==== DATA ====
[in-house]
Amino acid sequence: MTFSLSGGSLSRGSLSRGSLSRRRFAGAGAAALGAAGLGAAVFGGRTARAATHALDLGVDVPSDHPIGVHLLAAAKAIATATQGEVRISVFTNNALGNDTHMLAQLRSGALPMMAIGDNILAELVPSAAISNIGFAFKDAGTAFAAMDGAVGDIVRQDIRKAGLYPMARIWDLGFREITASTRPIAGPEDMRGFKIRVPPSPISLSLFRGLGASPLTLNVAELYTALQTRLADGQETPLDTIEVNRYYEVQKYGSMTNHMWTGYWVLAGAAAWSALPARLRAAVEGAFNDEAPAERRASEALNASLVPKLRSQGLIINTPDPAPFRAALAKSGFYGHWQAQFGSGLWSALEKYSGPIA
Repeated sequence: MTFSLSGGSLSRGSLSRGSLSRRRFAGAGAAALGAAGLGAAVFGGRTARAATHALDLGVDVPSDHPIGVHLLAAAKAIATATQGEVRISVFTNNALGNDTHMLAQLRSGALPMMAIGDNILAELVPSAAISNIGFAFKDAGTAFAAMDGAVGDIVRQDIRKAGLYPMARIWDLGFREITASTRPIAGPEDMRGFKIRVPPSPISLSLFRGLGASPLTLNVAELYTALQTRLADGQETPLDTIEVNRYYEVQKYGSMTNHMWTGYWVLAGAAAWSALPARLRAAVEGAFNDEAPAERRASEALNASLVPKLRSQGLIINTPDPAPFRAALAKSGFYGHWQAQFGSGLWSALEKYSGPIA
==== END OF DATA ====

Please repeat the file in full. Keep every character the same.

[in-house]
Amino acid sequence: MTFSLSGGSLSRGSLSRGSLSRRRFAGAGAAALGAAGLGAAVFGGRTARAATHALDLGVDVPSDHPIGVHLLAAAKAIATATQGEVRISVFTNNALGNDTHMLAQLRSGALPMMAIGDNILAELVPSAAISNIGFAFKDAGTAFAAMDGAVGDIVRQDIRKAGLYPMARIWDLGFREITASTRPIAGPEDMRGFKIRVPPSPISLSLFRGLGASPLTLNVAELYTALQTRLADGQETPLDTIEVNRYYEVQKYGSMTNHMWTGYWVLAGAAAWSALPARLRAAVEGAFNDEAPAERRASEALNASLVPKLRSQGLIINTPDPAPFRAALAKSGFYGHWQAQFGSGLWSALEKYSGPIA
Repeated sequence: MTFSLSGGSLSRGSLSRGSLSRRRFAGAGAAALGAAGLGAAVFGGRTARAATHALDLGVDVPSDHPIGVHLLAAAKAIATATQGEVRISVFTNNALGNDTHMLAQLRSGALPMMAIGDNILAELVPSAAISNIGFAFKDAGTAFAAMDGAVGDIVRQDIRKAGLYPMARIWDLGFREITASTRPIAGPEDMRGFKIRVPPSPISLSLFRGLGASPLTLNVAELYTALQTRLADGQETPLDTIEVNRYYEVQKYGSMTNHMWTGYWVLAGAAAWSALPARLRAAVEGAFNDEAPAERRASEALNASLVPKLRSQGLIINTPDPAPFRAALAKSGFYGHWQAQFGSGLWSALEKYSGPIA